The present work investigated the effect of salt solutions of sodium chloride, and sodium bicarbonate on the water uptake by kidney beans (Phaseolus vulgaris) at different temperatures (30, 45 and 60 0C). Thirty-five soaking solutions were prepared using NaCl and NaHCO3 to find the optimum soaking treatment and time to maximise the hydration. Hydration kinetics of kidney beans was studied in different concentrations of the salt solutions and at different temperatures by the method of weight gain until equilibrium conditions were attained. Response surface methodology was used to design the experiments and to optimize the levels for minimum soaking time and to maximize the hydration. The soaking solutions affected the mass transfer in both seed coat and cotyledon, demonstrating changes on both proteins and polysaccharides. Increasing the temperature from 30 to 60 0 C in sodium chloride solution and sodium bicarbonate solution (0.5, 1.0 and 1.5% concentration) decreased the soaking time from >225min and 225 min to 82.5 min and 73.5 min respectively to achieve around 80% hydration. Beans soaked in sodium bicarbonate solution exhibited higher hydration rates than in distilled water followed by sodium chloride solution at the same salt concentration. Soaking for about three hours at 300C resulted in maximum hydration. The optimum soaking treatment was found to be in a salt solution containing 1.10% NaCl and 0.92% NaHCO3 at 300C which resulted in a soaking time of 193.45 min. This work demonstrated a simple and non-tedious approach for enhancing the hydration process of grains.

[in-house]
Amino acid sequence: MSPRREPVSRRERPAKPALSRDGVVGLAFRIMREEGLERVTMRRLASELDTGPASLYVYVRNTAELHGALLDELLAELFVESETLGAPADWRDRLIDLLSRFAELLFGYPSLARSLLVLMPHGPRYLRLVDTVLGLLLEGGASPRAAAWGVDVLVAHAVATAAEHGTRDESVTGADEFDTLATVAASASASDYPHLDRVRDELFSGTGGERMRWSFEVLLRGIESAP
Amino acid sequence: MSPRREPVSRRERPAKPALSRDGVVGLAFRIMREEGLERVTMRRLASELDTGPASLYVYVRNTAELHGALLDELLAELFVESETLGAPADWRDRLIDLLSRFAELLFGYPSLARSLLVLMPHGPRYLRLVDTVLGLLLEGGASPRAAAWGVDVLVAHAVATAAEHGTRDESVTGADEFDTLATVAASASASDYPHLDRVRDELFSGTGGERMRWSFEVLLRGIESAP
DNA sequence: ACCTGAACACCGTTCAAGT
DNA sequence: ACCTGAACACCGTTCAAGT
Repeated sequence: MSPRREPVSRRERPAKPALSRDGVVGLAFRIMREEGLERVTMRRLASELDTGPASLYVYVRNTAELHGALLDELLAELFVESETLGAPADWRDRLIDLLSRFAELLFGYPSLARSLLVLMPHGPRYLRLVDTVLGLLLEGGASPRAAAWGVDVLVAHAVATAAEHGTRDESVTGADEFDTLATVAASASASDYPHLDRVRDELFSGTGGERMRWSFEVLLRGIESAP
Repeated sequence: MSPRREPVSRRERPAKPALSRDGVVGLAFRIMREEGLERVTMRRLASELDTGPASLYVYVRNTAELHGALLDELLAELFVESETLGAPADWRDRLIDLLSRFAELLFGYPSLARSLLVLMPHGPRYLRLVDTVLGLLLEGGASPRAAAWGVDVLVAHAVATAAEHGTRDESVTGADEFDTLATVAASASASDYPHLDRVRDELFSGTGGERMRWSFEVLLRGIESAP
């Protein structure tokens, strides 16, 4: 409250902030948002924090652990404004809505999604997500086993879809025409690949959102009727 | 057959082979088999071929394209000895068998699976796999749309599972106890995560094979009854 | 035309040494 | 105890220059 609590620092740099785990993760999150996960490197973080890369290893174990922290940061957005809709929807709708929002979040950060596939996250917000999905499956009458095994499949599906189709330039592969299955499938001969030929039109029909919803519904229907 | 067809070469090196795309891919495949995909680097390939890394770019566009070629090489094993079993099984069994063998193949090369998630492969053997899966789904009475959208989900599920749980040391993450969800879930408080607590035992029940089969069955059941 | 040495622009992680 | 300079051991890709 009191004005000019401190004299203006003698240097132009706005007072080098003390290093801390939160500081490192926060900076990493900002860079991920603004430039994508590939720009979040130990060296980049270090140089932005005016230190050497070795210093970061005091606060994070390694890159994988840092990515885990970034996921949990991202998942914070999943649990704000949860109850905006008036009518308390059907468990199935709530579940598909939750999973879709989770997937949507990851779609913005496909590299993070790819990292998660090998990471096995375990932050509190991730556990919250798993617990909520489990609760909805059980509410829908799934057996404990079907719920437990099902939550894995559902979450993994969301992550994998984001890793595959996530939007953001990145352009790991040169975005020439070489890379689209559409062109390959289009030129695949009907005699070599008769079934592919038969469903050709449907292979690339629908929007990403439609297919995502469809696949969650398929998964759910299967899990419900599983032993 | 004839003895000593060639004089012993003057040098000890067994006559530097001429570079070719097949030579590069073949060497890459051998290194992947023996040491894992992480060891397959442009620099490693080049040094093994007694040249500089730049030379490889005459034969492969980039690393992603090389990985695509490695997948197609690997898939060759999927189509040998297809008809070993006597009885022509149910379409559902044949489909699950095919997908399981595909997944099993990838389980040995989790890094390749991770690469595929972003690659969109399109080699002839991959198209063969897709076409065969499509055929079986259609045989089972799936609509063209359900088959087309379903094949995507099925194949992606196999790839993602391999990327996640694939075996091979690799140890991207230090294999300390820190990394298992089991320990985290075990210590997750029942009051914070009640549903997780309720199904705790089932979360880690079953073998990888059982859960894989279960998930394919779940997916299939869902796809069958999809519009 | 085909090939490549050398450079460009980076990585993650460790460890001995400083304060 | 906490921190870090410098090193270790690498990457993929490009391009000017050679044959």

Hydration, Kidney bean, Response surface methodology, Salt solution
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